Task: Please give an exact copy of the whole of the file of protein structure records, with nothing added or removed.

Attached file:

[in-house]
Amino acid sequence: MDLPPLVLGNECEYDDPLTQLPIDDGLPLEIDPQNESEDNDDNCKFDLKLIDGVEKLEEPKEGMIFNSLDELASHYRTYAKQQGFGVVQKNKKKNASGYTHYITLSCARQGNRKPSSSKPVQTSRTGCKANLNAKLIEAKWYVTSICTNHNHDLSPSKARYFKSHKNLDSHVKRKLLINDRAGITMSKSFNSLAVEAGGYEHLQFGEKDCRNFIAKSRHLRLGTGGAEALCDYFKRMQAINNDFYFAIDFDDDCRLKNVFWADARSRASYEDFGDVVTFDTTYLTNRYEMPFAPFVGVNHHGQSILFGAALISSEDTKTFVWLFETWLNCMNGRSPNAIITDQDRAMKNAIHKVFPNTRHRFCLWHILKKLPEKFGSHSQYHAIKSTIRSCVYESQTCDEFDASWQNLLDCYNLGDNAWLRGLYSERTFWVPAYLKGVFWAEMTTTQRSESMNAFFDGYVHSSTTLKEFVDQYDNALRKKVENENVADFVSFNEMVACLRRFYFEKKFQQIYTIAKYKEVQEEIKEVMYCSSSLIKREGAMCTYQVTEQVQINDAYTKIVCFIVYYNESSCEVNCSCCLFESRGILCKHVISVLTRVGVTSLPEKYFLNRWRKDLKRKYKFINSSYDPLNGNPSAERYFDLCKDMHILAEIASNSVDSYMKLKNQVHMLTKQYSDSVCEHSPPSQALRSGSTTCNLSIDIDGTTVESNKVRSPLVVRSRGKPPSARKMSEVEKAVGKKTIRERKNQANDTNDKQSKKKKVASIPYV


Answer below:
[in-house]
Amino acid sequence: MDLPPLVLGNECEYDDPLTQLPIDDGLPLEIDPQNESEDNDDNCKFDLKLIDGVEKLEEPKEGMIFNSLDELASHYRTYAKQQGFGVVQKNKKKNASGYTHYITLSCARQGNRKPSSSKPVQTSRTGCKANLNAKLIEAKWYVTSICTNHNHDLSPSKARYFKSHKNLDSHVKRKLLINDRAGITMSKSFNSLAVEAGGYEHLQFGEKDCRNFIAKSRHLRLGTGGAEALCDYFKRMQAINNDFYFAIDFDDDCRLKNVFWADARSRASYEDFGDVVTFDTTYLTNRYEMPFAPFVGVNHHGQSILFGAALISSEDTKTFVWLFETWLNCMNGRSPNAIITDQDRAMKNAIHKVFPNTRHRFCLWHILKKLPEKFGSHSQYHAIKSTIRSCVYESQTCDEFDASWQNLLDCYNLGDNAWLRGLYSERTFWVPAYLKGVFWAEMTTTQRSESMNAFFDGYVHSSTTLKEFVDQYDNALRKKVENENVADFVSFNEMVACLRRFYFEKKFQQIYTIAKYKEVQEEIKEVMYCSSSLIKREGAMCTYQVTEQVQINDAYTKIVCFIVYYNESSCEVNCSCCLFESRGILCKHVISVLTRVGVTSLPEKYFLNRWRKDLKRKYKFINSSYDPLNGNPSAERYFDLCKDMHILAEIASNSVDSYMKLKNQVHMLTKQYSDSVCEHSPPSQALRSGSTTCNLSIDIDGTTVESNKVRSPLVVRSRGKPPSARKMSEVEKAVGKKTIRERKNQANDTNDKQSKKKKVASIPYV